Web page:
A modern 3-dimensional magnetic resonance imaging (MRI) sequence with volumetric interpolated breath-hold examination (MR-VIBE) had higher sensitivity without loss of specificity in detecting erosions of the sacroiliac joints compared with a conventional MRI with T1-weighted sequence, according to a study published in Annals of the Rheumatic Diseases.

With high-contrast imaging of joint spaces and thinner slices provided by state-of-the-art MRI techniques, this prospective cross-sectional study sought to compare the performance of MR-VIBE with the performance of standard-of-care T1-weighted MRI sequence for erosion detection in the sacroiliac joints.

The study included 110 patients (53 men and 57 women) with lower back pain and suspected axial spondyloarthritis (axSpA) and 18 healthy controls matched for age and gender. Participants were evaluated for the presence of erosions on the patient level and erosion sum score using low dose CT imaging as a reference. Sensitivity and specificity of both MRI sequences were assessed in participants (not including the healthy controls). Low-dose CT, MR-T1, and MR-VIBE datasets were anonymized and scored by 2 readers trained to evaluate the images; positive findings required agreement of both readers.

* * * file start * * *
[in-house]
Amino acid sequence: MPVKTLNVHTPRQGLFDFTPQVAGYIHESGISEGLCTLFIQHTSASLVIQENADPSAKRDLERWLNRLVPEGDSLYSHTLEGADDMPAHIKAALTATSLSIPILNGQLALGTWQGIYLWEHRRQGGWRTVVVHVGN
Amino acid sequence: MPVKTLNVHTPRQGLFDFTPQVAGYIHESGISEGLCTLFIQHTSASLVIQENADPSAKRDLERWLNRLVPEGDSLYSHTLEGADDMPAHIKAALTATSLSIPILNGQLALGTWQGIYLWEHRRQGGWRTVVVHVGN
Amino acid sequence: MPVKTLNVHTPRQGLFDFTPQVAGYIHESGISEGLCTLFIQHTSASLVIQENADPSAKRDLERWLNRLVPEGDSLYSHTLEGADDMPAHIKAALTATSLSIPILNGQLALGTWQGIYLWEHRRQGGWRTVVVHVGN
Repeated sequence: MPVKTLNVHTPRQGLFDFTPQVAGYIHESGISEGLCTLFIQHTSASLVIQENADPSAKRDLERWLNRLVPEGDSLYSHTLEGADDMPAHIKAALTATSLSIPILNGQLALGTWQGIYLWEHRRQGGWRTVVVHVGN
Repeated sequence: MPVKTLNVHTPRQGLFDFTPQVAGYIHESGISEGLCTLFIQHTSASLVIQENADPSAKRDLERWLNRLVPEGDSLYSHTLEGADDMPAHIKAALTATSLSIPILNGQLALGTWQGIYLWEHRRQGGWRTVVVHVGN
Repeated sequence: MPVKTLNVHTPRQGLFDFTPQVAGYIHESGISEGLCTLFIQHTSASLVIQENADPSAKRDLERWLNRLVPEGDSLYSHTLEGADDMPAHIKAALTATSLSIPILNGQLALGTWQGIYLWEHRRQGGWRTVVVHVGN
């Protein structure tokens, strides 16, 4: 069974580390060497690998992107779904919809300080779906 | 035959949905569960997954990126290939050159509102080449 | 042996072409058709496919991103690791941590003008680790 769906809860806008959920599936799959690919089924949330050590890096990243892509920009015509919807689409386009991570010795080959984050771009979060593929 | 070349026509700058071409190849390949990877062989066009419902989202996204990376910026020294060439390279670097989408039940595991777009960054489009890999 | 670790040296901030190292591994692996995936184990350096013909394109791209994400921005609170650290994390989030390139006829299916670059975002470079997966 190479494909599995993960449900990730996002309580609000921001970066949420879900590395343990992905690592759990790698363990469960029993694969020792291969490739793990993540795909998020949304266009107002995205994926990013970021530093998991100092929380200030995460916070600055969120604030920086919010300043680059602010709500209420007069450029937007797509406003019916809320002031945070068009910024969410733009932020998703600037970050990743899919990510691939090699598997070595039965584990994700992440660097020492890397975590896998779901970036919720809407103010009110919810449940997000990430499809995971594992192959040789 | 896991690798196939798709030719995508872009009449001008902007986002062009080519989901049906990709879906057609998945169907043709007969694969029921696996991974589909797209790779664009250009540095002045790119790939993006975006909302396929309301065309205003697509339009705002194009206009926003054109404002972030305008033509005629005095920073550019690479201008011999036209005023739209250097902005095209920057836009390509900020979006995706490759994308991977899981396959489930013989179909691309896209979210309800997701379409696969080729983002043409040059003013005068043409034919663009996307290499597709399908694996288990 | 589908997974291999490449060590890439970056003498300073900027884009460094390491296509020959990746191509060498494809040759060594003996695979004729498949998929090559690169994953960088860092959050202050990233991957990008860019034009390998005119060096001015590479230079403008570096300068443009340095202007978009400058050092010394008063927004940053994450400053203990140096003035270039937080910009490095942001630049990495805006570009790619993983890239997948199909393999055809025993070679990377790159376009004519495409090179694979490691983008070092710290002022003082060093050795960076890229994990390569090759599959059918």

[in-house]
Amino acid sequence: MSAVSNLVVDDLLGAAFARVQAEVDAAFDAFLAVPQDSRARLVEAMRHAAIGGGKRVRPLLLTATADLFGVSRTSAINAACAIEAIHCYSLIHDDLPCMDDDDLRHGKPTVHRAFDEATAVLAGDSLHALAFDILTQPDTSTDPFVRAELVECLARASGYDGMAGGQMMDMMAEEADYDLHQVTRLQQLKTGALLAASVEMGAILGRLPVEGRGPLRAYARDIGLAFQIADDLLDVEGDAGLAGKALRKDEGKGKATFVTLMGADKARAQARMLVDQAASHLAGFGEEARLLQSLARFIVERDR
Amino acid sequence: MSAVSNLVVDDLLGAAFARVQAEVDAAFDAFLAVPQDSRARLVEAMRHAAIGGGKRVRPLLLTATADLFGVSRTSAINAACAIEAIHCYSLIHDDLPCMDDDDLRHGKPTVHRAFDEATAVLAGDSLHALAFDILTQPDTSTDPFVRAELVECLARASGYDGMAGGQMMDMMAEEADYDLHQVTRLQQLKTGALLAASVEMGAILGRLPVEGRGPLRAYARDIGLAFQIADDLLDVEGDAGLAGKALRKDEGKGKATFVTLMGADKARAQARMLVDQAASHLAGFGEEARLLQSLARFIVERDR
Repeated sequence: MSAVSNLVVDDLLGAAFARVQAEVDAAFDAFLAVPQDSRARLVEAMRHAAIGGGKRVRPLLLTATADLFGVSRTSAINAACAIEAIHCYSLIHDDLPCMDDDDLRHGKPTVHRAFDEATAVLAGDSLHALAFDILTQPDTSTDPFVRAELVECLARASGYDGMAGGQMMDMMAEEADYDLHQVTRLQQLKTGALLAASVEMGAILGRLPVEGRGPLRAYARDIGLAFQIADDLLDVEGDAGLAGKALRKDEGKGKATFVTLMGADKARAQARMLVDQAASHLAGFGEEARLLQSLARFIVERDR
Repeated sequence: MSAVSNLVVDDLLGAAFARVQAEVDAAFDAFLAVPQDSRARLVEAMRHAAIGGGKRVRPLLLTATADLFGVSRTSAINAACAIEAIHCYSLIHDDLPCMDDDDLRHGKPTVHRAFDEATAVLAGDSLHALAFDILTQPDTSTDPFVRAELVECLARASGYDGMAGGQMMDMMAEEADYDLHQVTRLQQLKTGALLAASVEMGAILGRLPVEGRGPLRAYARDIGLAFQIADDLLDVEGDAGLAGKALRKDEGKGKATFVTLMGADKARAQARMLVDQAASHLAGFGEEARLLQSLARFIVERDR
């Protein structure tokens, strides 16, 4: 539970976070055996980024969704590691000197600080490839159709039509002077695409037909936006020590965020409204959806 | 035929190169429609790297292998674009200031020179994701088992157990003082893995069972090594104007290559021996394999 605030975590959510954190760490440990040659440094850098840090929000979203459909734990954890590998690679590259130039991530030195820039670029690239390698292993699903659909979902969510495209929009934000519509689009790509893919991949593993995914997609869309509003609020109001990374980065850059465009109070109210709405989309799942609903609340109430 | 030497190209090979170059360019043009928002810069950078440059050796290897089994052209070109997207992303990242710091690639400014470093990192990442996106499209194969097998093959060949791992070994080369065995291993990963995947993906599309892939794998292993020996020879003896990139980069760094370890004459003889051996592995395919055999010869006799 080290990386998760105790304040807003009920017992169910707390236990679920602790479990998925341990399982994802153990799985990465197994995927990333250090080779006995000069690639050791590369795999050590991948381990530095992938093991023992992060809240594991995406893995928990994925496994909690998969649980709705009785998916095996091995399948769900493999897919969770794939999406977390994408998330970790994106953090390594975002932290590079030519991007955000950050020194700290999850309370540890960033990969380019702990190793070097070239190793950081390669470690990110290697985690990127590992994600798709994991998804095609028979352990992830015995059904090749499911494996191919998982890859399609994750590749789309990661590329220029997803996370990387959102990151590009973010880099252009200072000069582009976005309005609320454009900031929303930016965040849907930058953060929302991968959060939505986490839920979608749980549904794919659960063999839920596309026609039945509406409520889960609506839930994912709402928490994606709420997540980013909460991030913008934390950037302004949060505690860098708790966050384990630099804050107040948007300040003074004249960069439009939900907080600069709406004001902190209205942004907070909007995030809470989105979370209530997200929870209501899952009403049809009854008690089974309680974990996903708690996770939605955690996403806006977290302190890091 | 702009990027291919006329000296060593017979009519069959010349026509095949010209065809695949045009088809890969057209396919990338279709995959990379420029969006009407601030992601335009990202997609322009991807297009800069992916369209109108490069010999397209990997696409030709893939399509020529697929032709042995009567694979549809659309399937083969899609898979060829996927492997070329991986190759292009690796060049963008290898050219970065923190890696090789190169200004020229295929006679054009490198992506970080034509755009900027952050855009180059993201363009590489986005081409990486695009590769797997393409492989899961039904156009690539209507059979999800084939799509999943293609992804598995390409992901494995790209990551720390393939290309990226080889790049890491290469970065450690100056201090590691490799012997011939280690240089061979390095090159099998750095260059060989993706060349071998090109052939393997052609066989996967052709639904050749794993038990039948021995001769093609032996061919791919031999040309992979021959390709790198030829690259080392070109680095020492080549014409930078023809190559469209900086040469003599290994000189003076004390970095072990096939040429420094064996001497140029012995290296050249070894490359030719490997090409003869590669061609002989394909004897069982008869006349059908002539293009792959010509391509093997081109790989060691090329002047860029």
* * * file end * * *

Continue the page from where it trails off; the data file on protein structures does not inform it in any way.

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Using low-dose CT findings as a standard reference, MR-VIBE was found to be more sensitive than MR-T1 (95% vs 79%, respectively) with no loss in specificity, maintaining 93% in both MRI sequences. Thirty-eight participants had positive low-dose CT findings; MR-VIBE identified 36 of the 38 patients with erosions, whereas MR-TI identified 30 of 38 patients with erosions. The mean sum score for erosions was higher for MR-VIBE (8.1±9.3; P =.003) vs MR-TI (6.7±8.4; P =.003). The agreement on erosion detection was good for MR-VIBE (kappa =0.71; 95% CI; 0.57-0.84) but only moderate for MR-T1 (kappa =0.56; 95% CI; 0.40-0.71).

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Limitations related to the single-center study design indicate that the application of MR-VIBE sequences should be tested and interpreted in a larger multicenter trial. Another limitation was the potential influence of T2 fat-suppressed images available during reading.

Researchers conclude that the 3-dimensional MR-VIBE technique was able to detect erosions in the sacroiliac joints with higher sensitivity and with superior reliability in patients with lower back pain; however, the ability of MR-VIBE to diagnose axSpA was not determined by the study and could be valuable in making a differential diagnosis.

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Reference

Diekhoff T, Greese J, Sieper J, Poddubnyy D, Hamm B, Herman KGA. Improved detection of erosions in the sacroiliac joints on MRI with volumetric interpolated breath-hold examination (VIBE): results from the SIMACT study [published online August 10, 2018]. Ann Rheum Dis. doi:10.1136/annrheumdis-2018-213393